CD version
Ebook version – to come

Queensland Brands Directory 1920-1921
Did your ancestors in Queensland own horses or cattle? If so, have you thought of looking in the Brands Directories for more information on them? These are a unique, but incredibly useful source for genealogical information, when looking for those who had stock. In case you’re not familiar with what brands are … those who had horses or cattle, branded them with a unique symbol and/or letters. This identified who the animal/s belonged to. This large volume contains many tens of thousands of such brands for those in Queensland from 1920 to 1921.
CD version
Ebook version – to come

Queensland Brands Directory 1945-1948
Those who had horses or cattle, branded them with unique symbol and/or letters. This identified who the animal/s belonged to. This large volume contains a listing of over 75,000 such brands for those in Queensland from 1945 to 1948. But what information can be found from brand directories? You can find an image of the brand registered, earmark registered, cheek brand, or symbol, name of owner, address of owner, and sometimes the certificate number.
CD version
Ebook version – to come

Queensland Brands Directory 1949-1952
Listing brands for horses and cattle, this directory contains over 1000 pages of names, addresses and the brands that each stockowner had.
CD version
Ebook version – to come



Brands Directory of South Australia 1901
Stockowners were required to register and get a “brand” for their stock which identified what stock belonged to who. This Brands Directory for South Australia from 1901 contains brands for sheep, horses and cattle. In it you’ll find all the registered brands along with, certificate number, former brands, name of proprietor, run where the brand is to be used (address), and nearest post town.
CD version
Ebook version – to come

Brands Directory of South Australia 1936: Sheep Brands
In this volume you’ll find 1000s of stockowners who owned sheep in South Australia in 1936.
This volume is divided into three sections: sheep brands; sheep earmarks and firebrands; and alphabetical list of names of owners.
CD version
Ebook version – to come

Brands Directory of South Australia 1938: Sheep Brands
Like the earlier Brands Directories, this volume contains names, addresses and details of the sheep brand for South Australian stockowners in 1938.
CD version
Ebook version – to come

Geelong, Western District and Squatters Directory 1866-1867 (Stevens)
This book is an extremely comprehensive directory of the western districts of Victoria, and Mount Gambier, Port McDonnell and Penola in South Australia. For the full description, look under Victoria.
CD version
Ebook version – to come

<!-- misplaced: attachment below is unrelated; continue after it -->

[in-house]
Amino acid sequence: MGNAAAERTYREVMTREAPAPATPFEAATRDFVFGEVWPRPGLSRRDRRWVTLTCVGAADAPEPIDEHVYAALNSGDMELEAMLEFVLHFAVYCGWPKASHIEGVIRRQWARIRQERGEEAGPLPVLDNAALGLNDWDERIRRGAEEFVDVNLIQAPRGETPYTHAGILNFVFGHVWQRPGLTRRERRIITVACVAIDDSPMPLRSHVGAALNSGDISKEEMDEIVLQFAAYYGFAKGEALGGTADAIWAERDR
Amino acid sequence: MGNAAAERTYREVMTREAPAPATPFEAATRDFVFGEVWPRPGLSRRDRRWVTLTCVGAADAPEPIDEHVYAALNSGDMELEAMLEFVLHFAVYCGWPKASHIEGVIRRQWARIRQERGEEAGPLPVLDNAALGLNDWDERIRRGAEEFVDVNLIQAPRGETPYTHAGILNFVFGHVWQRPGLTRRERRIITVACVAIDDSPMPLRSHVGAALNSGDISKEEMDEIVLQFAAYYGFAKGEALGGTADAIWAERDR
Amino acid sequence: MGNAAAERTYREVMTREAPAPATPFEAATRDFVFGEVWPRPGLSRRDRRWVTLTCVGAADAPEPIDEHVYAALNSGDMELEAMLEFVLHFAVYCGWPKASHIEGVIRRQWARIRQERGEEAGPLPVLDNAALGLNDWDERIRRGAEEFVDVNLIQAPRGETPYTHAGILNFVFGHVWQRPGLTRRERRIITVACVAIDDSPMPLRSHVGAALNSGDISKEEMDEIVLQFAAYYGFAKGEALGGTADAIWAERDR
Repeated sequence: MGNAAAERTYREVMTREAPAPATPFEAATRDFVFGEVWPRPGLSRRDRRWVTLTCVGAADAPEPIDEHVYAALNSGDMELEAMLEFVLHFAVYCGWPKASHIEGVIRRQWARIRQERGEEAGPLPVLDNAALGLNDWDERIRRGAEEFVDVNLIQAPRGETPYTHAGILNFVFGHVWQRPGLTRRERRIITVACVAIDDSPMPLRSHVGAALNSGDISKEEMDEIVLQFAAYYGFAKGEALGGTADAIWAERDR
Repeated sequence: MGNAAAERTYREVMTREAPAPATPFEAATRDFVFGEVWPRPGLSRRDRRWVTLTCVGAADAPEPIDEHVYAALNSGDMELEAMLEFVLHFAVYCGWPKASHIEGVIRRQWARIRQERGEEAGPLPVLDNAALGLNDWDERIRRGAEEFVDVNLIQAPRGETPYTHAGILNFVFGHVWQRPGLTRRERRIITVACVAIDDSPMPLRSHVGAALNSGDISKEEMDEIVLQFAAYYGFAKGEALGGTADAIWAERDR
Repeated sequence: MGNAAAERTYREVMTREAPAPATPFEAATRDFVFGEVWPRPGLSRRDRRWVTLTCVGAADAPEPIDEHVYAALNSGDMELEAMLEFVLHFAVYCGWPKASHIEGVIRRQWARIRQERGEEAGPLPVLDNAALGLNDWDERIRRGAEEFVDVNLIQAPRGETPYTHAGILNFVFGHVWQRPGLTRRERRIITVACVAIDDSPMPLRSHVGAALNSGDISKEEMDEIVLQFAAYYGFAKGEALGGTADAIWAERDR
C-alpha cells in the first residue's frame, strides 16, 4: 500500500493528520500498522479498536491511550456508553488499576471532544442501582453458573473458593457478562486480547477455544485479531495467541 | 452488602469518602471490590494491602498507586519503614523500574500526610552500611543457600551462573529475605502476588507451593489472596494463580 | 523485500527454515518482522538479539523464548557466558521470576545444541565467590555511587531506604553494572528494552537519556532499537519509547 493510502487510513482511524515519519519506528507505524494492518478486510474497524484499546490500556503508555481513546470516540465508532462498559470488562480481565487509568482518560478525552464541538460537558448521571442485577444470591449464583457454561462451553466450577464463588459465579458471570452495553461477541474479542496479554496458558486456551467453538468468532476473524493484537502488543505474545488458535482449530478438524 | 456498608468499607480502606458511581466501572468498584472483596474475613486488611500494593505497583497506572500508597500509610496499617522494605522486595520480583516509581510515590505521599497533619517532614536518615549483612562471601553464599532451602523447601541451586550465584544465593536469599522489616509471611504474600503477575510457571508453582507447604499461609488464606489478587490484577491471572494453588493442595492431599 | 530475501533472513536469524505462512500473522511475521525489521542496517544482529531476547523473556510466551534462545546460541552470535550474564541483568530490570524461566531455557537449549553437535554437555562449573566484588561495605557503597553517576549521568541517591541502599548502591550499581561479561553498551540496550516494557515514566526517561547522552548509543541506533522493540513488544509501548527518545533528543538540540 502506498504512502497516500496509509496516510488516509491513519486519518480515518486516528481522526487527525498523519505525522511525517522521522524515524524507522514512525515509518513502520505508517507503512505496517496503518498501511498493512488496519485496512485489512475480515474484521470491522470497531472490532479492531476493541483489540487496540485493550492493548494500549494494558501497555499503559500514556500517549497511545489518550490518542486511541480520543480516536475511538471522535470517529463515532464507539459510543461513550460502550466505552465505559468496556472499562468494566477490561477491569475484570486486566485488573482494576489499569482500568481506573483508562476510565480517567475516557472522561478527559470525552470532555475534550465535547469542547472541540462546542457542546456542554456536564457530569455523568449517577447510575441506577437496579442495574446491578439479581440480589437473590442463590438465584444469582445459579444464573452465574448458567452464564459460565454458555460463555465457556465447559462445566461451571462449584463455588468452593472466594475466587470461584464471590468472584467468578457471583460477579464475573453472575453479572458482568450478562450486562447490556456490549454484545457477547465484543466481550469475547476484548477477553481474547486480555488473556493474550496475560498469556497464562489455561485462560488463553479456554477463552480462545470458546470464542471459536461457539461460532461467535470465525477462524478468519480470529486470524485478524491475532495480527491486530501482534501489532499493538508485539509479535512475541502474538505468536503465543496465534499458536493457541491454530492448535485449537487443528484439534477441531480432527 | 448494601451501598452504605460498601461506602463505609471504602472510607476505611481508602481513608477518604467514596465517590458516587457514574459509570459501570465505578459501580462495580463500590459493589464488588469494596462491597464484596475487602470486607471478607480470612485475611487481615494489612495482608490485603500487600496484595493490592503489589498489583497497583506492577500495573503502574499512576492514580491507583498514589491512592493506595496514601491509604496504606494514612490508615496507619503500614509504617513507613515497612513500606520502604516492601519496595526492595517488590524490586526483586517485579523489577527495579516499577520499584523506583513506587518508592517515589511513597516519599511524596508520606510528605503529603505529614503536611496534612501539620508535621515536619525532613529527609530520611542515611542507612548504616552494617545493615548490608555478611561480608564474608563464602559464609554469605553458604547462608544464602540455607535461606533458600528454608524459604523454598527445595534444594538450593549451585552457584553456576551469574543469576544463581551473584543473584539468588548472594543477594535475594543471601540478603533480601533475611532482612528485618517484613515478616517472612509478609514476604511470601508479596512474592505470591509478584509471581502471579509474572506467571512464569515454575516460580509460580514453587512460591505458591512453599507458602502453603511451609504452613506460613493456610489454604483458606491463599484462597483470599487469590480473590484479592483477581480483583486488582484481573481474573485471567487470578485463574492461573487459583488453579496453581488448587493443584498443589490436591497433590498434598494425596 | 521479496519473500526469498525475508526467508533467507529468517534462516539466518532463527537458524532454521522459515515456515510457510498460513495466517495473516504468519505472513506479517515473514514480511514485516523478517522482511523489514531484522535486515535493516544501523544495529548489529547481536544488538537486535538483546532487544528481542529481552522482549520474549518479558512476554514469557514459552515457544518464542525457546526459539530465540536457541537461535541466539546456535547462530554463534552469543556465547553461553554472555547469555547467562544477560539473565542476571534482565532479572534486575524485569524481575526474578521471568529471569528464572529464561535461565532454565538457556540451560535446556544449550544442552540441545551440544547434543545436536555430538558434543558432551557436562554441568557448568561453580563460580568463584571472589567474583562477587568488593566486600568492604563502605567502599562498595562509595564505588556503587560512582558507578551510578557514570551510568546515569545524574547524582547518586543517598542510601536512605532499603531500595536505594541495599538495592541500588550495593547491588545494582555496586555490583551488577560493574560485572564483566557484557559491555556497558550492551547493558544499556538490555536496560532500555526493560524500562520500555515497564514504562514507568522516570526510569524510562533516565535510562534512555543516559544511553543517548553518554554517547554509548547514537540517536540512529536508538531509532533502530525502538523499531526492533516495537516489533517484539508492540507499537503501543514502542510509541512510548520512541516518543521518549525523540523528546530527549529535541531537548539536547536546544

Pastoral Pioneers of South Australia
One of the most important publications available for those researching their South Australian farmers, this two volume set (now on CD) contains approximately 300 biographies of South Australia’s Pastoral Pioneers and Old Colonists. The Foreword claims that ‘… this is the most comprehensive collection of biographies ever produced in relation to the pastoral industry of any state’. A photograph accompanies each entry, as well as extensive biographical details. Those falling into the ‘Old Colonists’ category had arrived in the state prior December 28, 1846 (which was the 10th Anniversary of the Province). A large percentage of the entries in these volumes contain previously unpublished information (other that the Stock Journal), including information that has been supplied by descendants and old friends of those listed, which includes details and stories that would have otherwise gone unknown.
CD version
Ebook version – to come


hay bales


Geelong, Western District and Squatters Directory 1866-1867 (Stevens)
This book is an extremely comprehensive directory of the western districts of Victoria including several areas in the south eastern corner of South Australia. This title contains street directories, alphabetical directories and commercial directories covering places throughout western Victorian, and eastern South Australia (Mount Gambier, Port McDonnell and Penola). This directory is unique in that it contains a squatters directory as well. It you’re unfamiliar with the term squatter in relation to farmers, Wikipedia says the following “The term ‘squatter’ derives from its English usage as a term of contempt for a person who had taken up residence at a place without having legal claim. The use of ‘squatter’ in the early years of European settlement of Australia had a similar connotation, referring primarily to a person who had ‘squatted’ on unoccupied land for pastoral or other purposes.”
CD version
Ebook version – to come

Gippsland Directory 1884-1885 (Middleton and Maning)
Beginning with a heap of advertisements from local businesses of the time, this is followed by a short gazetteer of places around the region, as well as general information on the districts of Gippsland. The main part of the Directory consisting of about 100 pages, is the Alphabetical Directory. Listed alphabetically by surname under each region, this lists heads of household (mostly male but there are a few females mentioned), together with their occupation and address. Among this list you will find farmers, labourers, coach painters, dairywoman, teacher, saddler, brickmaker, merchant, laundress, hotel keeper, minister of religion, dressmaker, grocer, grazier, gasfitter, seedsman, coachbuilder, engineer, auctioneer, upholsterer, fowler, journalist, surveyor, musician, traveller, watchmaker, solicitor, restaurant keeper, blacksmith and miner … just to mention a few. So in other words it is not just “business owners” mentioned in this directory it is everyone.